• tomefries

Democracy May Not Exist, But We'll Miss It When It's Gone by Astra Taylor

Updated: Feb 14, 2020

Summary: Democracy, the greatest form of government, doesn't truly exist. What does it even mean to be a democracy and how can we work towards it?

{Free book alert! I received this Advanced Readers Copy in return for an honest review.}

Review: Just like 328,330,000+ other humans, I live in America, a country that is equivalent to an insecure male who constantly brags about his size and abilities as though he's god's gift to the planet. One of our greatest successes is being the world leader in democracy, spreading it across the world like heroes. We bathe in freedom and get capitalist facials, while ignoring the overwhelming flood from pipes bursting of poverty, rising healthcare costs, gun violence, and more.

In Democracy May Not Exist, But We'll Miss It When It's Gone, along with her documentary What is Democracy?, Taylor explores the past and present of democracy including its many contradictions. This book raises so many questions about where we are and where we could possibly go in the future. Starting at the introduction, I found that so many of my inner conflicts were validated. Even Taylor's story about being told "authoritatively" by several men that we live in a republic, not a democracy, is very similar to an experience I had. When I went on to clarify that it is, in fact, more resembling an oligarchy, something else Taylor validates, I was dismissed.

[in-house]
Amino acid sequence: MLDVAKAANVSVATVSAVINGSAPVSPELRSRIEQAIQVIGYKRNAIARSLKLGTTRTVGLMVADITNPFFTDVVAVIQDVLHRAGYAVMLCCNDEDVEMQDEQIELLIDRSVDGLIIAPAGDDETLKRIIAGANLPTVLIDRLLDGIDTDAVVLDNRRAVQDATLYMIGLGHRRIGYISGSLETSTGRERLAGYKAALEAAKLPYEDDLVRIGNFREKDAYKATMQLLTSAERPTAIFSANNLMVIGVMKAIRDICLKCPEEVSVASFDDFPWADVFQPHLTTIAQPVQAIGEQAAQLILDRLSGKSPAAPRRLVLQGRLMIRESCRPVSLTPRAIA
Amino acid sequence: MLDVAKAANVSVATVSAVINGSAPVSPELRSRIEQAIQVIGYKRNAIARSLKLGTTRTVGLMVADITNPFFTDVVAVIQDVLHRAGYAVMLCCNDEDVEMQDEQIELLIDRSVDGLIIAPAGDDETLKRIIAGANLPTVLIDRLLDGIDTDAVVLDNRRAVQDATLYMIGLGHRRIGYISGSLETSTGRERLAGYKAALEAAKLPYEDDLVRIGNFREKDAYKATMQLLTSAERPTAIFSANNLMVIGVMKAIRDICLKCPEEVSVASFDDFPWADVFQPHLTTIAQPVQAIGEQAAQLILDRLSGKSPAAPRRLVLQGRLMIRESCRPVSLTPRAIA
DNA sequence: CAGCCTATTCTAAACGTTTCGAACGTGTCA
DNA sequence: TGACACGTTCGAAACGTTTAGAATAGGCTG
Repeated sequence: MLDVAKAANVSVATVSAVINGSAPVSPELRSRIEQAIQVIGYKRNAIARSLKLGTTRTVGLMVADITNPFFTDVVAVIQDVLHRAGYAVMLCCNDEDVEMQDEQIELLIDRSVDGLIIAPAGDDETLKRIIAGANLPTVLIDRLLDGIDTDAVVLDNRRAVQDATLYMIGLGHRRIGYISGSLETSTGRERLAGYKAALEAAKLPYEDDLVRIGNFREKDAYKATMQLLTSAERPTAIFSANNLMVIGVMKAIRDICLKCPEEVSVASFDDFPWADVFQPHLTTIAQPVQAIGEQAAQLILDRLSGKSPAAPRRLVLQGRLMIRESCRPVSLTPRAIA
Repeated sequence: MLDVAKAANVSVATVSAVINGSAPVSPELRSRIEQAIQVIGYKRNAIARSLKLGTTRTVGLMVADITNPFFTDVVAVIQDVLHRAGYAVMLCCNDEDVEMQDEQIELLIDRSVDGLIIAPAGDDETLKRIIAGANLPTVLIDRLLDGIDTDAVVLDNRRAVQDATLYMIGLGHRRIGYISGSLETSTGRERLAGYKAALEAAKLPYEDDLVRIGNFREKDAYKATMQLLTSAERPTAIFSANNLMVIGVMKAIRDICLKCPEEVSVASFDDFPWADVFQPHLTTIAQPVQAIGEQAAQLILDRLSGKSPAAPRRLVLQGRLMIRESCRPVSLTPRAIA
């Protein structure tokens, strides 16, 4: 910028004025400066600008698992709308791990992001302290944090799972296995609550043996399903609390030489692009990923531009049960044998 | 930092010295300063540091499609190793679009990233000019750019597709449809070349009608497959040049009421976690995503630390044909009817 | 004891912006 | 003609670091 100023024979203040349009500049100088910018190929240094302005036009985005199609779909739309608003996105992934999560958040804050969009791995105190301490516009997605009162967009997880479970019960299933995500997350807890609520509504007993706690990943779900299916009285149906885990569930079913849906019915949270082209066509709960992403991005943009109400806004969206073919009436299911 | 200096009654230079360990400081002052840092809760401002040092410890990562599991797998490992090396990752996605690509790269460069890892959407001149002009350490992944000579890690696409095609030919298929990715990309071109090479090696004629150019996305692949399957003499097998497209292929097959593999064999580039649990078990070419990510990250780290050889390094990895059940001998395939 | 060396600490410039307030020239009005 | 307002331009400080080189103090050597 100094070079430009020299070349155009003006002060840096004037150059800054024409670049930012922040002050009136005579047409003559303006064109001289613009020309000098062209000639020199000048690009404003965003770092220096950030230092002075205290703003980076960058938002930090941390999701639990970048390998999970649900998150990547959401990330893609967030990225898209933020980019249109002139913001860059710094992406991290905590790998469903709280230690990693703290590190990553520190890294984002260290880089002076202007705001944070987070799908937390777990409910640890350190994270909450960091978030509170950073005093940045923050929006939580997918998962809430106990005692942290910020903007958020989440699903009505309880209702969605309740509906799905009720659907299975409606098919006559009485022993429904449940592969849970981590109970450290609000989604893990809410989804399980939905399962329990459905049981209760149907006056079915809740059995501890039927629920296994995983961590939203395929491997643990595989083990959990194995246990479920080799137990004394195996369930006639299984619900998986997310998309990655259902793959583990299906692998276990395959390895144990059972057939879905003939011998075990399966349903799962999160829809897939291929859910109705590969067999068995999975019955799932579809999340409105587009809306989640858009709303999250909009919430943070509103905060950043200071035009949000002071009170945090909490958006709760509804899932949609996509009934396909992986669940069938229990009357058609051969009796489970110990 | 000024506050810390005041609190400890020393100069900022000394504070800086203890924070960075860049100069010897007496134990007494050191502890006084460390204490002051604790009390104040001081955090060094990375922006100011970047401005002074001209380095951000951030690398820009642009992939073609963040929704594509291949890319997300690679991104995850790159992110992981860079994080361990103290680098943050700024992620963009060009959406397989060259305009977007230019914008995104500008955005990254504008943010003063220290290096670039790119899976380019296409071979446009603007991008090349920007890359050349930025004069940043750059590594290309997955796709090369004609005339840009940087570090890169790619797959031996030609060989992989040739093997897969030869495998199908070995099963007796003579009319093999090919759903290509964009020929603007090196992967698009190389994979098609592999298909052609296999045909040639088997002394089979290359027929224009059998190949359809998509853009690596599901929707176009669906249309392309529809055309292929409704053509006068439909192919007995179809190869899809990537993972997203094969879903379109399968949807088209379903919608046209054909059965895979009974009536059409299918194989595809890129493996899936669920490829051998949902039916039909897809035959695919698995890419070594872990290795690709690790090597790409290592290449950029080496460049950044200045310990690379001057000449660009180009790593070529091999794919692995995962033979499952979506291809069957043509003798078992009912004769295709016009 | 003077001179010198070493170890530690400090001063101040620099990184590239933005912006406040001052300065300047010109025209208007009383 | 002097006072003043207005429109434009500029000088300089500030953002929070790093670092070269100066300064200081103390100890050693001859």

What is freedom? It is America's biggest brag, but freedom from what? For whom? If democracy is by the people, then who qualifies as the people? Taylor explores so many topics related to a democratic government including equality, gerrymandering, corporate rights, voting vs. lotteries, and more. She also makes it clear that there is no simple, definitive answer. Even when we look back at the lottery system of ancient Athens that gave equal access to government (at least for men), there now becomes the question of whether we truly want some people to be given office and decision-making powers? Also, are there times when certain freedoms should be constrained?

In a world that is becoming more and more divisive along political lines, is democracy doomed? Taylor remains hopeful, but critical which is the kind of voice we need. With government processes being sugar-coated and fake information being concocted on both sides to create confirmation bias, it becomes ever more important that we have discussions on these topics. We cannot allow ourselves to be complacent in a system that continuously works to keep the wealthy in power.

This was definitely a heavy book that will make you think, consider, and question. At times you may feel that it is hopeless, while other moments feeling the spark of optimism. It is not what I deem "brain candy", but it is an important read. I am anxious to see more of Taylor's work, including her documentary.


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